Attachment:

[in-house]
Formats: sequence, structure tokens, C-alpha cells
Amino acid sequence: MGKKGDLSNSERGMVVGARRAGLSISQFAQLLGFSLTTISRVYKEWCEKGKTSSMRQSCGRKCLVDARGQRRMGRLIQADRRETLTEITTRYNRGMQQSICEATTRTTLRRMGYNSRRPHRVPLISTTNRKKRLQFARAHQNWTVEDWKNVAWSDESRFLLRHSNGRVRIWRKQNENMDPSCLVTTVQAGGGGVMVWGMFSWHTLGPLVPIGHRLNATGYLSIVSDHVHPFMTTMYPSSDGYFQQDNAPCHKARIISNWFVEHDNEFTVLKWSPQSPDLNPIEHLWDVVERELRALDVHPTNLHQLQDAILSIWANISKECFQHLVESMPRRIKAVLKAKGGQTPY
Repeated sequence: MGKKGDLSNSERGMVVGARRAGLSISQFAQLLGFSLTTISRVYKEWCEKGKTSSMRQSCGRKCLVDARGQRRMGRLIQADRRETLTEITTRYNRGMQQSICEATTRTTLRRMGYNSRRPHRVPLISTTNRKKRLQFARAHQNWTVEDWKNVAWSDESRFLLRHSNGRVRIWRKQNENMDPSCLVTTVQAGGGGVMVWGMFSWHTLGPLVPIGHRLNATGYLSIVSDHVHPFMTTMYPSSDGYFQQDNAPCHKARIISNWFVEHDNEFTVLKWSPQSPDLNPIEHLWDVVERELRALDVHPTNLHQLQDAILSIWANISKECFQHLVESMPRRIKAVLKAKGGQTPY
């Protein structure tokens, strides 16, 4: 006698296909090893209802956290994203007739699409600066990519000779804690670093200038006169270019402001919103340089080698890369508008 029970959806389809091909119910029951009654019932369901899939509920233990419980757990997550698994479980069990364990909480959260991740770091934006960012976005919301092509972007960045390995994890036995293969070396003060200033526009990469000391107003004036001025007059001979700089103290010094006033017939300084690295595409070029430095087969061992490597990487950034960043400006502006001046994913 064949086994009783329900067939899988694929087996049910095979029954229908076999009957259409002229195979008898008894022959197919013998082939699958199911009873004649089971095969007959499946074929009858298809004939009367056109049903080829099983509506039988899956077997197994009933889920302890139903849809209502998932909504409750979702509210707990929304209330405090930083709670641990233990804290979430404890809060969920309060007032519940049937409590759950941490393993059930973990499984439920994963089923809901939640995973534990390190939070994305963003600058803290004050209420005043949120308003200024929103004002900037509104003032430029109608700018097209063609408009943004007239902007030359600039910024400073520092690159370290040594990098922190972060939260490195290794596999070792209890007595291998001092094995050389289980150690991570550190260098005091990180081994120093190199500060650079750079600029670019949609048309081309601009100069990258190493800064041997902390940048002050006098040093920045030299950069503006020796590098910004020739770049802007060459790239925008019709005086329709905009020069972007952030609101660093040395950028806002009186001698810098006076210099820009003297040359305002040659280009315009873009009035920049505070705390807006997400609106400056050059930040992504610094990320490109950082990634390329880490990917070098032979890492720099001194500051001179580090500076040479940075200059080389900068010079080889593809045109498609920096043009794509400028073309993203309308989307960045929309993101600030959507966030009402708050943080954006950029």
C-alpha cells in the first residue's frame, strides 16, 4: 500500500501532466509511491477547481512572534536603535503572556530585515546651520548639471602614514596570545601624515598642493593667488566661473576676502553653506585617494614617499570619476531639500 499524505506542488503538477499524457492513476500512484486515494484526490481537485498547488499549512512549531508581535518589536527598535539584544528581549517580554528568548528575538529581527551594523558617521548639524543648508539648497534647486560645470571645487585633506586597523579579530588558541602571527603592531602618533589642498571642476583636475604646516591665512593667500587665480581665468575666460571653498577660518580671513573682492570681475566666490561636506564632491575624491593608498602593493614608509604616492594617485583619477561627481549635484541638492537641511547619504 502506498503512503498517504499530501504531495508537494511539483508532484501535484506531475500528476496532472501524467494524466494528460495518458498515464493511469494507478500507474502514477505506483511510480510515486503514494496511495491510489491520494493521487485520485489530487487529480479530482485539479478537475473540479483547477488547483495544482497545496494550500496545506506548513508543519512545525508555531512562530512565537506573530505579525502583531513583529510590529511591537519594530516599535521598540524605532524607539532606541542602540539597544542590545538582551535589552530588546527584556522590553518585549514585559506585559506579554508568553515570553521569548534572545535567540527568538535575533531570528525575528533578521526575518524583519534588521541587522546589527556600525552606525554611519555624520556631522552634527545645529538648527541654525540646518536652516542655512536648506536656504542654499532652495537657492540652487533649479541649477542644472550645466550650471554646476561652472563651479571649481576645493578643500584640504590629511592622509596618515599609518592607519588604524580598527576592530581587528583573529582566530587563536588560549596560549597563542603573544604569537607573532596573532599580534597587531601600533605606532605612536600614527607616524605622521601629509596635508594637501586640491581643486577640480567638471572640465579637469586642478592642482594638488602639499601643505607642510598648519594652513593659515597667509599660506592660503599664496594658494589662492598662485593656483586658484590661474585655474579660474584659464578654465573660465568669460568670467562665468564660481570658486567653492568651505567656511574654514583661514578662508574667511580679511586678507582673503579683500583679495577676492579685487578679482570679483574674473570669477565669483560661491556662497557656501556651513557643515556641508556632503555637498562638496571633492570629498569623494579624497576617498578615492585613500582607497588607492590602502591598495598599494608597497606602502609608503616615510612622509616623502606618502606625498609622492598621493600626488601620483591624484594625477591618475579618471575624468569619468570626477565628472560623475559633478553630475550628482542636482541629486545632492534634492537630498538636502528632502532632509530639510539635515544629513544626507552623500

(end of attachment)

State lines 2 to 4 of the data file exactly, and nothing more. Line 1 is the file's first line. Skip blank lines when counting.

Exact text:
Formats: sequence, structure tokens, C-alpha cells
Amino acid sequence: MGKKGDLSNSERGMVVGARRAGLSISQFAQLLGFSLTTISRVYKEWCEKGKTSSMRQSCGRKCLVDARGQRRMGRLIQADRRETLTEITTRYNRGMQQSICEATTRTTLRRMGYNSRRPHRVPLISTTNRKKRLQFARAHQNWTVEDWKNVAWSDESRFLLRHSNGRVRIWRKQNENMDPSCLVTTVQAGGGGVMVWGMFSWHTLGPLVPIGHRLNATGYLSIVSDHVHPFMTTMYPSSDGYFQQDNAPCHKARIISNWFVEHDNEFTVLKWSPQSPDLNPIEHLWDVVERELRALDVHPTNLHQLQDAILSIWANISKECFQHLVESMPRRIKAVLKAKGGQTPY
Repeated sequence: MGKKGDLSNSERGMVVGARRAGLSISQFAQLLGFSLTTISRVYKEWCEKGKTSSMRQSCGRKCLVDARGQRRMGRLIQADRRETLTEITTRYNRGMQQSICEATTRTTLRRMGYNSRRPHRVPLISTTNRKKRLQFARAHQNWTVEDWKNVAWSDESRFLLRHSNGRVRIWRKQNENMDPSCLVTTVQAGGGGVMVWGMFSWHTLGPLVPIGHRLNATGYLSIVSDHVHPFMTTMYPSSDGYFQQDNAPCHKARIISNWFVEHDNEFTVLKWSPQSPDLNPIEHLWDVVERELRALDVHPTNLHQLQDAILSIWANISKECFQHLVESMPRRIKAVLKAKGGQTPY